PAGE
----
On Dec. 27, 2020, President Trump signed the Consolidated Appropriations Act, 2021 into law. The Act includes a $900 billion coronavirus relief package that provides funding for unemployment benefits, direct economic payments to individuals, vaccine distribution and rental assistance. It also includes the No Surprises Act, a ban on surprise medical bills, which takes effect beginning in 2022.

Surprise Medical Bills

Surprise medical bills occur when patients unexpectedly receive care from out-of-network health care providers. For example, a patient may go to an in-network hospital for treatment, such as surgery or emergency care, but an out-of-network doctor may be involved in the patient’s care.

Patients often cannot determine the network status of these providers during treatment in order to avoid the additional charges. In many cases, the patient is not involved in the choice of provider at all.

No Surprises Act

The Act applies to surprise bills from doctors, hospitals and air ambulances. It will prohibit these providers from billing patients who have health coverage for unpaid balances. Rather, providers will have to work with the group health plan or health insurance issuer to determine the appropriate amount to be paid by the plan or issuer, under the methodology provided in the Act.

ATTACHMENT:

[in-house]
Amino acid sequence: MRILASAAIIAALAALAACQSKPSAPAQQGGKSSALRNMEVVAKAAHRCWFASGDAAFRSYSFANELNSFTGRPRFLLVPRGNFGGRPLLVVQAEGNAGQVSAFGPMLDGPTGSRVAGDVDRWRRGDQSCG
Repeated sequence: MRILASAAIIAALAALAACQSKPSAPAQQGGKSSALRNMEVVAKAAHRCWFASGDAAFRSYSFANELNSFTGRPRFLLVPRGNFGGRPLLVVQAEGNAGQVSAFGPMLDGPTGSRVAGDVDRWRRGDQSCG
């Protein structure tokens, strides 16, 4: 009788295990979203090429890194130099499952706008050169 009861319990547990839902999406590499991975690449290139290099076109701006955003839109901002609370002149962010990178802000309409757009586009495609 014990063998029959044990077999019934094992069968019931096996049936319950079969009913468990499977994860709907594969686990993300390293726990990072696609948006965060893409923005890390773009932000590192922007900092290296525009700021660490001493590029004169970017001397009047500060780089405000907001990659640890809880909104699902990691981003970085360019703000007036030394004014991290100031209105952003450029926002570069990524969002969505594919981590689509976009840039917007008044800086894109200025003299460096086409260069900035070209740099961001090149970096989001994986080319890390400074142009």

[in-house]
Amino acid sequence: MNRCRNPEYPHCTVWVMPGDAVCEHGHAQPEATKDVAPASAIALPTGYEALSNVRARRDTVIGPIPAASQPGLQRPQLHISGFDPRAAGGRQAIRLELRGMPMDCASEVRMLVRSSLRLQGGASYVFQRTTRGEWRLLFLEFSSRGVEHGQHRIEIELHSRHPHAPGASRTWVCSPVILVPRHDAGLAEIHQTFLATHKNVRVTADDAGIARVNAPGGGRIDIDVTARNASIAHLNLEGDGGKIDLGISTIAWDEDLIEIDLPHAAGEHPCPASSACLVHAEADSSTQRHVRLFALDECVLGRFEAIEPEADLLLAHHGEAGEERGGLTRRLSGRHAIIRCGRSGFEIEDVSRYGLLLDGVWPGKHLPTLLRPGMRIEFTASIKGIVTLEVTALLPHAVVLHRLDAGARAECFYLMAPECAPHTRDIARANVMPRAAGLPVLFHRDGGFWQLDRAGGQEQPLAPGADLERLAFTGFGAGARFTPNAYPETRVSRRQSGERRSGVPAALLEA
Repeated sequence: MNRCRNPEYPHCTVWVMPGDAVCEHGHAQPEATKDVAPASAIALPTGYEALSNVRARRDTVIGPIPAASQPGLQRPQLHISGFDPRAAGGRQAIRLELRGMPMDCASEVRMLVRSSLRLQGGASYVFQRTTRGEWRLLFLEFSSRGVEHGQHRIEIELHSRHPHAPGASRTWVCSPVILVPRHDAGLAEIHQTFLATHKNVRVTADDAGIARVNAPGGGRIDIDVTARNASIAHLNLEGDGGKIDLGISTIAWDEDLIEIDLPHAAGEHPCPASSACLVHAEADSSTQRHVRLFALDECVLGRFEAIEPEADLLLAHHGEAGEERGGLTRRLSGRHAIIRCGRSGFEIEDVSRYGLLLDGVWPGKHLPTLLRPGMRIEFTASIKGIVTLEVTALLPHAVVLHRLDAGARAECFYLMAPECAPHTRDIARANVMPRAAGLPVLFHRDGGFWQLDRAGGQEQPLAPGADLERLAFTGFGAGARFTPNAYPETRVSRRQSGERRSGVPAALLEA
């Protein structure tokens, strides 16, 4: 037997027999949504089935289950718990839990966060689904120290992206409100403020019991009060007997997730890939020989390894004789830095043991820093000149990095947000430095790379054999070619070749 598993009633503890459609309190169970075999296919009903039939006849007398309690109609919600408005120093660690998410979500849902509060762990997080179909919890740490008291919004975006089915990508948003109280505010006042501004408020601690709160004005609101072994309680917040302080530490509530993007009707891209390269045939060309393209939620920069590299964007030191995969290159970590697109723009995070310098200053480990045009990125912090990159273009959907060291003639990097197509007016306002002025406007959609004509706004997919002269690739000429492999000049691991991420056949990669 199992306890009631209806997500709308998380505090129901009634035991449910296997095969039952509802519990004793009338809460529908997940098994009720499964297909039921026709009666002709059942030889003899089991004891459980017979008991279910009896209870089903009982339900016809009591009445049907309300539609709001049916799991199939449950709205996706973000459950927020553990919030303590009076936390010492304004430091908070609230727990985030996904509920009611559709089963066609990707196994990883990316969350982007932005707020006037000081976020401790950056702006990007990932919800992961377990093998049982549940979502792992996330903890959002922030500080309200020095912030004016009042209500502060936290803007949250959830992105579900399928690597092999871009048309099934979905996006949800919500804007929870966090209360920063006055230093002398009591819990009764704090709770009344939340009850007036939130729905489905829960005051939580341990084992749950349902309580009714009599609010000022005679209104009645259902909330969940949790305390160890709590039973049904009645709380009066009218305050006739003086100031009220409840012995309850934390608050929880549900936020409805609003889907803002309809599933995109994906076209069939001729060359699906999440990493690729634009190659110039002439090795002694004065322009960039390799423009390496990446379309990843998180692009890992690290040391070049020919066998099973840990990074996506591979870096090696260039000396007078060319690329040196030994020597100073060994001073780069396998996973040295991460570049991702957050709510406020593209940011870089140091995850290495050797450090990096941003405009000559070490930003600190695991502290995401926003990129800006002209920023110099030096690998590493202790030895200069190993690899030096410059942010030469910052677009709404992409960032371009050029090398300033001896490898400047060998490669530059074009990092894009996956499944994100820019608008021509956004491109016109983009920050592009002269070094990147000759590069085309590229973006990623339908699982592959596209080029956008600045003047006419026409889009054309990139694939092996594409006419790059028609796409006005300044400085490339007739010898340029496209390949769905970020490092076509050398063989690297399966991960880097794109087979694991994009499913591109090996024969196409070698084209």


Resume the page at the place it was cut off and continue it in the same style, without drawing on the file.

The Depts. of Health and Human Services, Labor and the Treasury will work together to issue regulations regarding this methodology and other requirements of the Act.

HR&P will continue to keep you updated as information becomes available on the details of the law.


This Bulletin is not intended to be exhaustive nor should any discussion or opinions be construed as legal advice. Readers should contact legal counsel for legal advice. Design ©2020 Zywave, Inc. All rights reserved.

Important Dates

Dec. 27, 2020
The Consolidated Appropriations Act, 2021 was signed into law.
July 1, 2021
Implementing regulations required to be issued.
Jan. 1, 2022
The provisions of the No Surprises Act apply to plan or policy years beginning on or after Jan. 1, 2022.

Providers will have to agree with health plans and issuers on a payment amount instead of billing patients for unpaid balances.

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